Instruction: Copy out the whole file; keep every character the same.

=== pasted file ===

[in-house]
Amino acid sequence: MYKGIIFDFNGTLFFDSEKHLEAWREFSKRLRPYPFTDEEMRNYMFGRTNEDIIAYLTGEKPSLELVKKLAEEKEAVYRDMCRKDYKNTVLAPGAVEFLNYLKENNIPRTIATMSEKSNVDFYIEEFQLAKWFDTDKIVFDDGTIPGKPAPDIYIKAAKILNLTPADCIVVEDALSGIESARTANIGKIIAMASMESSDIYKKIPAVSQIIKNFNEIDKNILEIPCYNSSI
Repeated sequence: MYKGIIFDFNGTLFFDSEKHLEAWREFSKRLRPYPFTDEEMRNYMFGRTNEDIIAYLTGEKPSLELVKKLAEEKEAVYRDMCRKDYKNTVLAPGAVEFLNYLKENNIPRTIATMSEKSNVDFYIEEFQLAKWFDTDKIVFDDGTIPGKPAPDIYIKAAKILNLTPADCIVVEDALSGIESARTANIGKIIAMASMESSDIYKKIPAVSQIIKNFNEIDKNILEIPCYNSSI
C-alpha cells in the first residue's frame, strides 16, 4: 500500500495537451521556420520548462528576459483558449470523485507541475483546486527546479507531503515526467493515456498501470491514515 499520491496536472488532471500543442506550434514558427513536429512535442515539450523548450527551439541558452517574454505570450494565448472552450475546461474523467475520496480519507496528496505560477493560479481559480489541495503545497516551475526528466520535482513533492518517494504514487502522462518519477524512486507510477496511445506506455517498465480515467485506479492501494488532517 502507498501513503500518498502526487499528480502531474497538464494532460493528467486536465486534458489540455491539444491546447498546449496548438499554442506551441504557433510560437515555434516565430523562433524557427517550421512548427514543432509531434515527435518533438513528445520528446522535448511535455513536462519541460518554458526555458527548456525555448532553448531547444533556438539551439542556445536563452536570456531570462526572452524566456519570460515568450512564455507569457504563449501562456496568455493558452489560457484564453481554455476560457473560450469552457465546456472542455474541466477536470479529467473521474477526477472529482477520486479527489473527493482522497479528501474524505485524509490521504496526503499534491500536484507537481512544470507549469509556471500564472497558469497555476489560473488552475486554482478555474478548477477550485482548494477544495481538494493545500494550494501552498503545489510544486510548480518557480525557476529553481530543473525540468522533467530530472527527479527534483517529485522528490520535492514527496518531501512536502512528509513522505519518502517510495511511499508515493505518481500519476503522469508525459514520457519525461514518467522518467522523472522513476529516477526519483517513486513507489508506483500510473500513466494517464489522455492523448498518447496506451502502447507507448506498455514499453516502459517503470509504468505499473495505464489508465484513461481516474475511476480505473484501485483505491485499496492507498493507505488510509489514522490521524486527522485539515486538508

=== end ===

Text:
[in-house]
Amino acid sequence: MYKGIIFDFNGTLFFDSEKHLEAWREFSKRLRPYPFTDEEMRNYMFGRTNEDIIAYLTGEKPSLELVKKLAEEKEAVYRDMCRKDYKNTVLAPGAVEFLNYLKENNIPRTIATMSEKSNVDFYIEEFQLAKWFDTDKIVFDDGTIPGKPAPDIYIKAAKILNLTPADCIVVEDALSGIESARTANIGKIIAMASMESSDIYKKIPAVSQIIKNFNEIDKNILEIPCYNSSI
Repeated sequence: MYKGIIFDFNGTLFFDSEKHLEAWREFSKRLRPYPFTDEEMRNYMFGRTNEDIIAYLTGEKPSLELVKKLAEEKEAVYRDMCRKDYKNTVLAPGAVEFLNYLKENNIPRTIATMSEKSNVDFYIEEFQLAKWFDTDKIVFDDGTIPGKPAPDIYIKAAKILNLTPADCIVVEDALSGIESARTANIGKIIAMASMESSDIYKKIPAVSQIIKNFNEIDKNILEIPCYNSSI
C-alpha cells in the first residue's frame, strides 16, 4: 500500500495537451521556420520548462528576459483558449470523485507541475483546486527546479507531503515526467493515456498501470491514515 499520491496536472488532471500543442506550434514558427513536429512535442515539450523548450527551439541558452517574454505570450494565448472552450475546461474523467475520496480519507496528496505560477493560479481559480489541495503545497516551475526528466520535482513533492518517494504514487502522462518519477524512486507510477496511445506506455517498465480515467485506479492501494488532517 502507498501513503500518498502526487499528480502531474497538464494532460493528467486536465486534458489540455491539444491546447498546449496548438499554442506551441504557433510560437515555434516565430523562433524557427517550421512548427514543432509531434515527435518533438513528445520528446522535448511535455513536462519541460518554458526555458527548456525555448532553448531547444533556438539551439542556445536563452536570456531570462526572452524566456519570460515568450512564455507569457504563449501562456496568455493558452489560457484564453481554455476560457473560450469552457465546456472542455474541466477536470479529467473521474477526477472529482477520486479527489473527493482522497479528501474524505485524509490521504496526503499534491500536484507537481512544470507549469509556471500564472497558469497555476489560473488552475486554482478555474478548477477550485482548494477544495481538494493545500494550494501552498503545489510544486510548480518557480525557476529553481530543473525540468522533467530530472527527479527534483517529485522528490520535492514527496518531501512536502512528509513522505519518502517510495511511499508515493505518481500519476503522469508525459514520457519525461514518467522518467522523472522513476529516477526519483517513486513507489508506483500510473500513466494517464489522455492523448498518447496506451502502447507507448506498455514499453516502459517503470509504468505499473495505464489508465484513461481516474475511476480505473484501485483505491485499496492507498493507505488510509489514522490521524486527522485539515486538508